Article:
A tenant is an individual who signs a tenancy contract with a landlord, agreeing to pay rent for the use of the Landlord’s property. The Tenant must uphold their end of the bargain by paying rent on time, the Tenant to take care of the property, and vacating the property at the end of the contract unless otherwise agreed by the parties.
If a dispute between the Landlord and Tenant occurs, the Tenant must vacate the property unless otherwise agreed by the parties.
Rental Dispute resolutions
Rental disputes are unfortunately common in the UAE. If there is a problem with the property or the Landlord, the Tenant must first attempt to resolve the issue directly with them. If that does not work, the Tenant can file a complaint with their municipality or file a lawsuit in court.
Rent Dispute Settlements in Dubai
The Dubai Rent Committee is a special tribunal established to settle disputes between landlords and tenants in the Emirate of Dubai. The committee comprises a panel of three judges who are knowledgeable about the rental laws in Dubai, and they are tasked with hearing both sides of the dispute and ruling based on the evidence presented. In most cases, the Department’s committee will rule in favor of the Tenant, and they will order the Landlord to make repairs or provide compensation for any damages that have been caused.
Rental Dispute Settlement Committee Dubai
The Rental Dispute Settlement Committee in Dubai is a government entity that was established in 2007 to resolve disputes between landlords and tenants. The committee is composed of five members, all of whom are appointed by the Ruler of Dubai. The committee has the power to hear evidence and render decisions regarding rental disputes.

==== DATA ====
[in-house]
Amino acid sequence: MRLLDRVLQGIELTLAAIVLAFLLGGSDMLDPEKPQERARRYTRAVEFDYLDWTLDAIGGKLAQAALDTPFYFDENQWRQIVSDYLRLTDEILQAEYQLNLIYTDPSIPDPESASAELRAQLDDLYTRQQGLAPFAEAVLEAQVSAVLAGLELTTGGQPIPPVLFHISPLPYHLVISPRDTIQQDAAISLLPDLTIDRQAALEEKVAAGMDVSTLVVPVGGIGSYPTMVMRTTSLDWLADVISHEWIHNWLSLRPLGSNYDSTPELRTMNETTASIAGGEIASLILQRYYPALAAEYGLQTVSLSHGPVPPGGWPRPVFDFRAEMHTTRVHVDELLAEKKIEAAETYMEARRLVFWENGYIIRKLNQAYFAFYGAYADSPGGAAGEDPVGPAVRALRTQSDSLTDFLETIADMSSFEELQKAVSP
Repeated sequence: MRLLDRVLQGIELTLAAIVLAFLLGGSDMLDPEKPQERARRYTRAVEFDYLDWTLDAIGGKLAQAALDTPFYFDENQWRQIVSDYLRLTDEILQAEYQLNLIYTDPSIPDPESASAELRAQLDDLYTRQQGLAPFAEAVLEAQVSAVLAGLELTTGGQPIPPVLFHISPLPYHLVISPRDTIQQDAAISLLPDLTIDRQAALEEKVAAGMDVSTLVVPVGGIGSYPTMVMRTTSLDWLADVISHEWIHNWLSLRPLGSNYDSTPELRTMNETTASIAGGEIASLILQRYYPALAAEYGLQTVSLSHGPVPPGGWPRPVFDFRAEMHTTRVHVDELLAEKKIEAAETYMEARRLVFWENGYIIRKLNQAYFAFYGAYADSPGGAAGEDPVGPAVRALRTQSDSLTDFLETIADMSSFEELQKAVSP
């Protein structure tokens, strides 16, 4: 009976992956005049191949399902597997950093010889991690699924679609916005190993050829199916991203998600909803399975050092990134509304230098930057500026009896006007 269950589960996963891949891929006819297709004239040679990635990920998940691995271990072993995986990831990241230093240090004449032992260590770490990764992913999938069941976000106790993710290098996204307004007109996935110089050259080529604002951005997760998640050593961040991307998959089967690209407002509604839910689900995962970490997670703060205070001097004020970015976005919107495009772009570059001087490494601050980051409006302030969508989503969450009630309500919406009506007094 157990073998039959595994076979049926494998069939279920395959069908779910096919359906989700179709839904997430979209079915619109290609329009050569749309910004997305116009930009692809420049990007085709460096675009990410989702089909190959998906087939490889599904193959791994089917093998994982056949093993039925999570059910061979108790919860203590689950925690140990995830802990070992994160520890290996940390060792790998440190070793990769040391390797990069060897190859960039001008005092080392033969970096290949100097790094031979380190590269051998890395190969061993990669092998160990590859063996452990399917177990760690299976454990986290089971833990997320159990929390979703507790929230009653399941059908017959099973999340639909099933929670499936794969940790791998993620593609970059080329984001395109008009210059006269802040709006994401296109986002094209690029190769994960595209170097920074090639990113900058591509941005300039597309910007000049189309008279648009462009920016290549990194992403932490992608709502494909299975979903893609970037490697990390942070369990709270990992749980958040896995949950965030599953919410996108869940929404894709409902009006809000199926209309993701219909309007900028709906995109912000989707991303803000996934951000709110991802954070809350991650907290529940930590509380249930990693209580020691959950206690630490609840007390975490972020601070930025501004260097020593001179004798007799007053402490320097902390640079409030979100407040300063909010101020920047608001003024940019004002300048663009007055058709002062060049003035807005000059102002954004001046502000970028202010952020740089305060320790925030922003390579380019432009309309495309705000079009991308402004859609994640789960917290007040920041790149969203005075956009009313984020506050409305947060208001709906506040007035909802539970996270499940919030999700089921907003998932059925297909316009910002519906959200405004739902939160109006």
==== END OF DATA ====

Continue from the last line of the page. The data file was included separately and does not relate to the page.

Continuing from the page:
How do I get a tenancy agreement in Dubai?
Tenancy agreements are registered with Dubai Land Department’s official website. Landlords and tenants can get a copy of the tenancy contract (Ejari) from the Dubai REST app. The following documents are required for the Ejari registration:
- Copy of Emirates ID
- Copy of the passports of the Landlord and Tenant (in some cases, required for all tenants/dependents)
- Copy of valid residence visa
- A cheque for the security deposit
- A cheque for the agency fee (where applicable)
- Original signed tenancy contract
- Copy of a valid power of attorney document (if the contract has been signed by a POA). Power of attorney documents must be renewed every year to remain valid.
- Copy of title deed of the rented property
- 9-digit DEWA Premises Number (or copies of recent DEWA bills/Green bill accepted)
- DEWA bill and previous Ejari for the renewing
- Trade license for the commercial properties
How do I register a tenancy agreement with RERA Dubai?
To register a tenancy agreement with RERA Dubai, you will need to submit the following documents:
- A completed registration form
- A copy of the tenancy agreement
- A copy of the passport or Emirates ID of the Tenant and Landlord
- A cheque for the registration fee
How much rent can be increased as per RERA?
RERA regulates how much a landlord can increase the rent of a property. According to RERA, the rent of a property can be increased by up to 10% in a year. This is to ensure that landlords do not take advantage of tenants and increase the rent excessively.
What is the difference between Ejari and the tenancy contract?
The main difference between Ejari and the tenancy contract is that Ejari is an online registration system that is required by the Dubai government, while the tenancy contract is a legally binding agreement between a tenant and a landlord.
The RERA guidelines are comprehensive and protect the rights of both the Tenant and the landlord. To avoid unpleasant surprises, ensure tenancy contract (EJARI) terms and conditions are clear and agreed upon at the tenancy’s start. Dubai Rental guidelines provide clear rights & obligations of the tenant and owner.